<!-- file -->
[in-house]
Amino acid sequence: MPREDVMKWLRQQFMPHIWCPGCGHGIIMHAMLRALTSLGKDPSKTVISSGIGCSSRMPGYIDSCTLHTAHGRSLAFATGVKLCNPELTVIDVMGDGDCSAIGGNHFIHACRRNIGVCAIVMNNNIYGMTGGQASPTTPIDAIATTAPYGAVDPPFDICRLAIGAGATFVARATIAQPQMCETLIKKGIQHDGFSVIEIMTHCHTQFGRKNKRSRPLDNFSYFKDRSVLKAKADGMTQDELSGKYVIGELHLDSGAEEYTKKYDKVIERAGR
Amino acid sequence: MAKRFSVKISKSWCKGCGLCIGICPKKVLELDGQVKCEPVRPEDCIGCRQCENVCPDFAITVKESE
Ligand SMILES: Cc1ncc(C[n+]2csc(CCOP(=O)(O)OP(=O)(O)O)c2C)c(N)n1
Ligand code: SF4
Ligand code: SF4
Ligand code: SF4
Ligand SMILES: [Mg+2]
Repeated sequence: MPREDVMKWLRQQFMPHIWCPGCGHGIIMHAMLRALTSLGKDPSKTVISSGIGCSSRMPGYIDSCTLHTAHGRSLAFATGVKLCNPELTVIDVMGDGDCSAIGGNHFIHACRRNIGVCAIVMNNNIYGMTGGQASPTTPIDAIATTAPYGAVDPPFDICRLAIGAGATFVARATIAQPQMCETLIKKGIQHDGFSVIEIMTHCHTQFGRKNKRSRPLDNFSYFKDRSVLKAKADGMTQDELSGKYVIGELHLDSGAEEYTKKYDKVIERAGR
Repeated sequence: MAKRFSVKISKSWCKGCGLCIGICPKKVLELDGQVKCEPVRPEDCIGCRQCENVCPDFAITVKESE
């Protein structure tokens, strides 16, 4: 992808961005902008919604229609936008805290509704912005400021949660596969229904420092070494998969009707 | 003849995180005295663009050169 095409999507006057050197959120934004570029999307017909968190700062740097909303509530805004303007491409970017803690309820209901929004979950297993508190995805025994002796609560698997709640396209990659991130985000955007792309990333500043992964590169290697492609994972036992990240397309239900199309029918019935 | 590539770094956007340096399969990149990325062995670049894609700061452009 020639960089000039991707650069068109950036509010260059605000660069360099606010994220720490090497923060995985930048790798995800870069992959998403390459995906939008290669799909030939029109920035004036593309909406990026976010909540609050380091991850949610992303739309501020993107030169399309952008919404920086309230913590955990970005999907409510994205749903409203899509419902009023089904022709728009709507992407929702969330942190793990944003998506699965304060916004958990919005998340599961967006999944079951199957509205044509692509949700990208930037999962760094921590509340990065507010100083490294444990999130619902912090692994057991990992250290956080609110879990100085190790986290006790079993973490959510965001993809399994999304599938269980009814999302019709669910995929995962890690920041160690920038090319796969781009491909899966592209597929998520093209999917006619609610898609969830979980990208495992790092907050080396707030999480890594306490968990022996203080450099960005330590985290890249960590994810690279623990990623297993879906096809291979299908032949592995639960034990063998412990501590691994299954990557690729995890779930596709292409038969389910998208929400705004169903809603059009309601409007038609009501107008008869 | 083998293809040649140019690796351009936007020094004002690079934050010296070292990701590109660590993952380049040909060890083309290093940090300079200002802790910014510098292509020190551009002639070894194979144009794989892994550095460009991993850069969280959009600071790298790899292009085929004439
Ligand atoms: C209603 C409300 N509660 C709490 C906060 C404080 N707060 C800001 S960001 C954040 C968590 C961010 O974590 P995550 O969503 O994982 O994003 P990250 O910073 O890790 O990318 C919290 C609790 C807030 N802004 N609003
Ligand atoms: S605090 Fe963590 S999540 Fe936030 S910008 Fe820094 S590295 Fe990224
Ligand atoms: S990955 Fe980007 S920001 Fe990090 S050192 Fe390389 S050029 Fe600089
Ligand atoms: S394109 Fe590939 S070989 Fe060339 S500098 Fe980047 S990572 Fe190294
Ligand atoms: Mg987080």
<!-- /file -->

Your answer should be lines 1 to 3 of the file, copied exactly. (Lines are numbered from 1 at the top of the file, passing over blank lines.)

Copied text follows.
[in-house]
Amino acid sequence: MPREDVMKWLRQQFMPHIWCPGCGHGIIMHAMLRALTSLGKDPSKTVISSGIGCSSRMPGYIDSCTLHTAHGRSLAFATGVKLCNPELTVIDVMGDGDCSAIGGNHFIHACRRNIGVCAIVMNNNIYGMTGGQASPTTPIDAIATTAPYGAVDPPFDICRLAIGAGATFVARATIAQPQMCETLIKKGIQHDGFSVIEIMTHCHTQFGRKNKRSRPLDNFSYFKDRSVLKAKADGMTQDELSGKYVIGELHLDSGAEEYTKKYDKVIERAGR
Amino acid sequence: MAKRFSVKISKSWCKGCGLCIGICPKKVLELDGQVKCEPVRPEDCIGCRQCENVCPDFAITVKESE